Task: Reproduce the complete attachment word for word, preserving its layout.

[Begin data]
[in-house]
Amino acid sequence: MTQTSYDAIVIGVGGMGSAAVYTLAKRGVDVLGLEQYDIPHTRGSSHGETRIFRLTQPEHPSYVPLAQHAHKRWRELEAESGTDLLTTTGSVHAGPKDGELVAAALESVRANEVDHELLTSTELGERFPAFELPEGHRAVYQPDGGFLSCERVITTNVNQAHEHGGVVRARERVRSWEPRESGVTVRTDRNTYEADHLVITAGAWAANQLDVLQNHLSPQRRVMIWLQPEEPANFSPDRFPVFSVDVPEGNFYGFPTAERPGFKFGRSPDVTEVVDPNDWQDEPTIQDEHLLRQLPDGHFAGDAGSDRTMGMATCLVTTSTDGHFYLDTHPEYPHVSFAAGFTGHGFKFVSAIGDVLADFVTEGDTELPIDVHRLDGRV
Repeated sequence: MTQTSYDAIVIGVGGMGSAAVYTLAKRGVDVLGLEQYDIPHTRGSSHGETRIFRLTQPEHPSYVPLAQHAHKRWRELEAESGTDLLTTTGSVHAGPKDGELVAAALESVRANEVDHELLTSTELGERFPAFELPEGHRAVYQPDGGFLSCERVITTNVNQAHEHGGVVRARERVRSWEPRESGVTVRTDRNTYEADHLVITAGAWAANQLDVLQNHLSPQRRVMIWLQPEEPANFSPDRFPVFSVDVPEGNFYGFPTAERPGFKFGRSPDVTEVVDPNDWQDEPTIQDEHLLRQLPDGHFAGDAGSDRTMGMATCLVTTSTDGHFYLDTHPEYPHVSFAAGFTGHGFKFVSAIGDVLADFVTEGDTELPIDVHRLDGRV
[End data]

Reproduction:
[in-house]
Amino acid sequence: MTQTSYDAIVIGVGGMGSAAVYTLAKRGVDVLGLEQYDIPHTRGSSHGETRIFRLTQPEHPSYVPLAQHAHKRWRELEAESGTDLLTTTGSVHAGPKDGELVAAALESVRANEVDHELLTSTELGERFPAFELPEGHRAVYQPDGGFLSCERVITTNVNQAHEHGGVVRARERVRSWEPRESGVTVRTDRNTYEADHLVITAGAWAANQLDVLQNHLSPQRRVMIWLQPEEPANFSPDRFPVFSVDVPEGNFYGFPTAERPGFKFGRSPDVTEVVDPNDWQDEPTIQDEHLLRQLPDGHFAGDAGSDRTMGMATCLVTTSTDGHFYLDTHPEYPHVSFAAGFTGHGFKFVSAIGDVLADFVTEGDTELPIDVHRLDGRV
Repeated sequence: MTQTSYDAIVIGVGGMGSAAVYTLAKRGVDVLGLEQYDIPHTRGSSHGETRIFRLTQPEHPSYVPLAQHAHKRWRELEAESGTDLLTTTGSVHAGPKDGELVAAALESVRANEVDHELLTSTELGERFPAFELPEGHRAVYQPDGGFLSCERVITTNVNQAHEHGGVVRARERVRSWEPRESGVTVRTDRNTYEADHLVITAGAWAANQLDVLQNHLSPQRRVMIWLQPEEPANFSPDRFPVFSVDVPEGNFYGFPTAERPGFKFGRSPDVTEVVDPNDWQDEPTIQDEHLLRQLPDGHFAGDAGSDRTMGMATCLVTTSTDGHFYLDTHPEYPHVSFAAGFTGHGFKFVSAIGDVLADFVTEGDTELPIDVHRLDGRV